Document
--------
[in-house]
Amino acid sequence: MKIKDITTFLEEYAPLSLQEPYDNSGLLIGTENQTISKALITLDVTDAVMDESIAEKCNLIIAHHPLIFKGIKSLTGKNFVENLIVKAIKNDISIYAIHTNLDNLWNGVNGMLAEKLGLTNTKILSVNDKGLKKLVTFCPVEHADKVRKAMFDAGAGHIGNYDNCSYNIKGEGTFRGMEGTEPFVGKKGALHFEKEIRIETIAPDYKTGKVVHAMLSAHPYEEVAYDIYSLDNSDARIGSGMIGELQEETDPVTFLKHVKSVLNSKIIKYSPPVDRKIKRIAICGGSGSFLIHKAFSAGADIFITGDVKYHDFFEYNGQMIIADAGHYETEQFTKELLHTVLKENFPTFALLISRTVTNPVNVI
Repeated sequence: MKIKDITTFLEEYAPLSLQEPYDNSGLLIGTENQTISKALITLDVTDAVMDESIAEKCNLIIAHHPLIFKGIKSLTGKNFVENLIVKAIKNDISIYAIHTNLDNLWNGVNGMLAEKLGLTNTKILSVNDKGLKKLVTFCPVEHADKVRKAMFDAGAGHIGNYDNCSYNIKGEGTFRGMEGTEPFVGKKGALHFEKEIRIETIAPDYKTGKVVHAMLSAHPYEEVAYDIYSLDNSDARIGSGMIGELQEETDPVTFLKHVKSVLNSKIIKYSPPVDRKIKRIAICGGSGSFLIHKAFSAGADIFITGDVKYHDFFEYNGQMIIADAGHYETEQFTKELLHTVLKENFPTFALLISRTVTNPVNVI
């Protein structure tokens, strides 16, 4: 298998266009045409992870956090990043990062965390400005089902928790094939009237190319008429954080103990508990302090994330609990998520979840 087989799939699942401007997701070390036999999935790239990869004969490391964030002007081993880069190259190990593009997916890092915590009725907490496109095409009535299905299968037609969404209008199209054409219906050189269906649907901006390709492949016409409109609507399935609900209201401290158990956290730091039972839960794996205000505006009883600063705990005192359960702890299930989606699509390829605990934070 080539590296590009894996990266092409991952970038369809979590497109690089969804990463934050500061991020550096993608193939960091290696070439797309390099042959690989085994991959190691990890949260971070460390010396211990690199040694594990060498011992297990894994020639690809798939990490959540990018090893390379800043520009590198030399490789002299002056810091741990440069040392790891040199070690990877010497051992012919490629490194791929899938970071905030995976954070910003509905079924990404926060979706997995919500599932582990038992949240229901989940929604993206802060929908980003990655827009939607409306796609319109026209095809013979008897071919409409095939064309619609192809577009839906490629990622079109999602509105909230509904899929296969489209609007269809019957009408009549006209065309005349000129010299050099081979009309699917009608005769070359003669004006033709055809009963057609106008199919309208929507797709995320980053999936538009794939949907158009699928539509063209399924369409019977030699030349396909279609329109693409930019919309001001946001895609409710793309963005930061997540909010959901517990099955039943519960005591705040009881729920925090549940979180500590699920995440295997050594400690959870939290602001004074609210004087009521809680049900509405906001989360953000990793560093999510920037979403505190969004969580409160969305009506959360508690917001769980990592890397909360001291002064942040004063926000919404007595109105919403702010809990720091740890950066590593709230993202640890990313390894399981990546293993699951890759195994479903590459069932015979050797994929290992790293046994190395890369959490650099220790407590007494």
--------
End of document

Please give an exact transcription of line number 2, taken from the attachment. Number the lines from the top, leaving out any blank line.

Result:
Amino acid sequence: MKIKDITTFLEEYAPLSLQEPYDNSGLLIGTENQTISKALITLDVTDAVMDESIAEKCNLIIAHHPLIFKGIKSLTGKNFVENLIVKAIKNDISIYAIHTNLDNLWNGVNGMLAEKLGLTNTKILSVNDKGLKKLVTFCPVEHADKVRKAMFDAGAGHIGNYDNCSYNIKGEGTFRGMEGTEPFVGKKGALHFEKEIRIETIAPDYKTGKVVHAMLSAHPYEEVAYDIYSLDNSDARIGSGMIGELQEETDPVTFLKHVKSVLNSKIIKYSPPVDRKIKRIAICGGSGSFLIHKAFSAGADIFITGDVKYHDFFEYNGQMIIADAGHYETEQFTKELLHTVLKENFPTFALLISRTVTNPVNVI